Client Control. Both on the website and in email correspondence, Mr. Congdon sought to reassure prospective clients that regardless of the structures that EDG established for them, the client would retain full control of the funds. The website promises that “by means of an offshore trust, the founder can remove the potential liability of being the IBC’s owner without sacrificing privacy and complete control of his/her offshore corporation.” 69 He also told potential clients that with respect to bank or brokerage accounts opened for an offshore entity, “you are the only

  • 64 4/21/05 email from potential buyer of EDG to Mr. Congdon (EDG-EML397).

  • 65 4/21/05 email from Mr. Congdon to potential buyer of EDG (EDG-EML 397).

  • 66 EDG Website,; Subcommittee interview of Mr. Congdon


  • 67 EDG Website, and multiple emails.

  • 68 Subcommittee interview of Mr. Congdon (6/30/06).

  • 69 EDG website, (viewed 10/31/05).


signer on the account and the only one that will have access to the funds in the account,” 70 and “you would be in 100% control.” 71

Mr. Congdon served as the point of contact between his clients and their trustees, trust protectors, and nominee directors. A client could choose to be the sole director of a shell corporation, in which case he maintained total control of the shell corporation. EDG’s clients, however, did not sacrifice control by choosing a nominee director. Mr. Congdon told the Subcommittee that he can recall only one instance in the history of his company in which a nominee director did not follow the instructions of a client. In that instance, the client had asked the nominee director to sign a sworn affidavit attesting to facts relating to a lawsuit; the director could not attest to the facts and would not commit perjury. 72

In the case of trustees, Mr. Congdon stated that while a trustee has formal control of a trust, to his knowledge the trustees he chose for his clients never denied a client’s request. 73 For clients that did not want to rely on nominee trustees, Mr. Congdon helped establish trusts in which the client was the sole trustee. 74 Clients who wanted to guarantee complete control over accounts in the name of their shell corporation could instruct the nominee director to make the client the sole signatory on the shell corporation’s accounts.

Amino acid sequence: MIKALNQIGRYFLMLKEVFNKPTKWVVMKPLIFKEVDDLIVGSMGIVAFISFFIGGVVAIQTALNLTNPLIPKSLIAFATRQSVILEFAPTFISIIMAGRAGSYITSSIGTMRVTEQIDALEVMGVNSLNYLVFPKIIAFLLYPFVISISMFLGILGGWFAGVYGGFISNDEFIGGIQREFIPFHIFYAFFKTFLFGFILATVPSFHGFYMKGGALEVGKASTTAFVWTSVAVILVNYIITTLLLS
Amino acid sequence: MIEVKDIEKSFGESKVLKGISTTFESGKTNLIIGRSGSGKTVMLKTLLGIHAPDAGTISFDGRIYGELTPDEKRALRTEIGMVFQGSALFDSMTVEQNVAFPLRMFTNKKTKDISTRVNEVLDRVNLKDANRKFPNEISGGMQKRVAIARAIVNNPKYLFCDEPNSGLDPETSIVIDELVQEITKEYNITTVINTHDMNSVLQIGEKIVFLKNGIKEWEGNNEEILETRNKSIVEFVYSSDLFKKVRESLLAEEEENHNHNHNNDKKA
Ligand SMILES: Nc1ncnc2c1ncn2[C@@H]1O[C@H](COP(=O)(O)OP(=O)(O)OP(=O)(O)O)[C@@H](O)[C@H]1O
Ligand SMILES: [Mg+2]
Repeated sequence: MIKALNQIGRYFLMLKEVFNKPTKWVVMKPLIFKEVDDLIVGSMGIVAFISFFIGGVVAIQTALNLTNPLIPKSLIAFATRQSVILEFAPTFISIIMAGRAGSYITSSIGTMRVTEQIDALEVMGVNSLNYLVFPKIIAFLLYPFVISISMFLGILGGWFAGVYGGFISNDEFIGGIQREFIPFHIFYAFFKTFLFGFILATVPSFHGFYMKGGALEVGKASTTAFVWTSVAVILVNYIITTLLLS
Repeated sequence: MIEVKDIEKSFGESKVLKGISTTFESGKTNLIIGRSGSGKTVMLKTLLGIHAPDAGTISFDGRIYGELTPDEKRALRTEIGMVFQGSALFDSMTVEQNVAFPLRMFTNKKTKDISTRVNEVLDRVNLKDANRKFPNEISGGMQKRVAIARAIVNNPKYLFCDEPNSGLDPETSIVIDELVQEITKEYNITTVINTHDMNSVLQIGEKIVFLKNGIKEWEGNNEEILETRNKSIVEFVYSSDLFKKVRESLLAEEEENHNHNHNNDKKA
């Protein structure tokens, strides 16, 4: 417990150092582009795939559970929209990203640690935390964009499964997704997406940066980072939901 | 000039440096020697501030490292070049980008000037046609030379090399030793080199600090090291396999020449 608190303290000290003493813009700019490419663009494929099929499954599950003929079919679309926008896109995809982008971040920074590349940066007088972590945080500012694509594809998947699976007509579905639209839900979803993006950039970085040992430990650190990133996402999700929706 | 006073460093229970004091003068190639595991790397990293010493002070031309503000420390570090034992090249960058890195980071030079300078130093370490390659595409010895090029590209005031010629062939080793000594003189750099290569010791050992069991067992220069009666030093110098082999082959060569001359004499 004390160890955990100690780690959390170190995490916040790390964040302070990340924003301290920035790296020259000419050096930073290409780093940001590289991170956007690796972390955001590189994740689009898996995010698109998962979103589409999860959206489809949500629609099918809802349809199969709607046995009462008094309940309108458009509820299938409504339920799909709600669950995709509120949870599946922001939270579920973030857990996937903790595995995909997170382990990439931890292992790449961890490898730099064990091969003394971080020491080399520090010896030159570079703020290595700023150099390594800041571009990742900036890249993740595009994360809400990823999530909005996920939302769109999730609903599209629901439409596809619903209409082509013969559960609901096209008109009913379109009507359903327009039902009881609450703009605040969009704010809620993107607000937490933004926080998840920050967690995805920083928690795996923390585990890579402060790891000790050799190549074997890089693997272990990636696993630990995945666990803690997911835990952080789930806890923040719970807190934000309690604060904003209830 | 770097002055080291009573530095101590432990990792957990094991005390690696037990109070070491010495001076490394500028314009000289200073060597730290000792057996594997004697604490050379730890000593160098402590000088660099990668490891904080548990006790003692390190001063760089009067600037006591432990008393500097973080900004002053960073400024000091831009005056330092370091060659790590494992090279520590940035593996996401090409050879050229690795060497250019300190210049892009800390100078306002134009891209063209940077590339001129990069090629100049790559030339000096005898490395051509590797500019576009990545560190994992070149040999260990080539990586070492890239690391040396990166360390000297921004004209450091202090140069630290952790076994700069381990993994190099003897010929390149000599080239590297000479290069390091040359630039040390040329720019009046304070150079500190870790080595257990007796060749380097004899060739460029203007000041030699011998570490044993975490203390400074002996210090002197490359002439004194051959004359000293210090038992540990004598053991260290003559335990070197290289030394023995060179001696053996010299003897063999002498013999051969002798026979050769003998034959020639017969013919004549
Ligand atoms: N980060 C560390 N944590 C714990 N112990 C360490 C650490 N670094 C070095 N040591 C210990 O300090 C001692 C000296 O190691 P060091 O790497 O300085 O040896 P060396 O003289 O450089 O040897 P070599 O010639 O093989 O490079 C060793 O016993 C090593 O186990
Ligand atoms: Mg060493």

Accessing Offshore Assets. Mr. Congdon also established convenient and confidential means for clients to repatriate the assets deposited into accounts held by the offshore entities. The EDG website describes the process used. Mr. Congdon arranged for the client to become the signatory on the offshore account. Because the account was in the name of the offshore company, “transactions carried out with the account (wire transfers, debit cards, etc.) are all in the IBC's name, not the client's name.” But the offshore bank then “issue[d] private Visa/Mastercard debit cards that an account holder may use to withdraw funds from an ATM or to purchase goods and services directly.” 75 Mr. Congdon confirmed to the Subcommittee that clients could use wire transfers, cashiers checks, and debit cards to repatriate funds in this fashion. 76

Mr. Congdon regularly reassured potential clients that they would have easy and secure access to the funds. For example, he told one client, “There are a couple of ways to bring back

  • 70 3/17/05 email from Mr. Congdon to a potential client (EDG-EML308).

  • 71 6/3/05 email from Mr. Congdon to a potential client (EDG-EML255).

  • 72 Subcommittee interview of Mr. Congdon (6/30/06).

  • 73 Id.

  • 74 See 2/3/05 email from EDG to client.

  • 75 EDG website, (viewed 10/31/05).

  • 76 Subcommittee interview of Mr. Congdon (6/30/06).


funds without anyone connecting them to you,” including “wir[ing] money back” into the country, “cashier's check,” or “an anonymous ATM card.” He also recommended that this client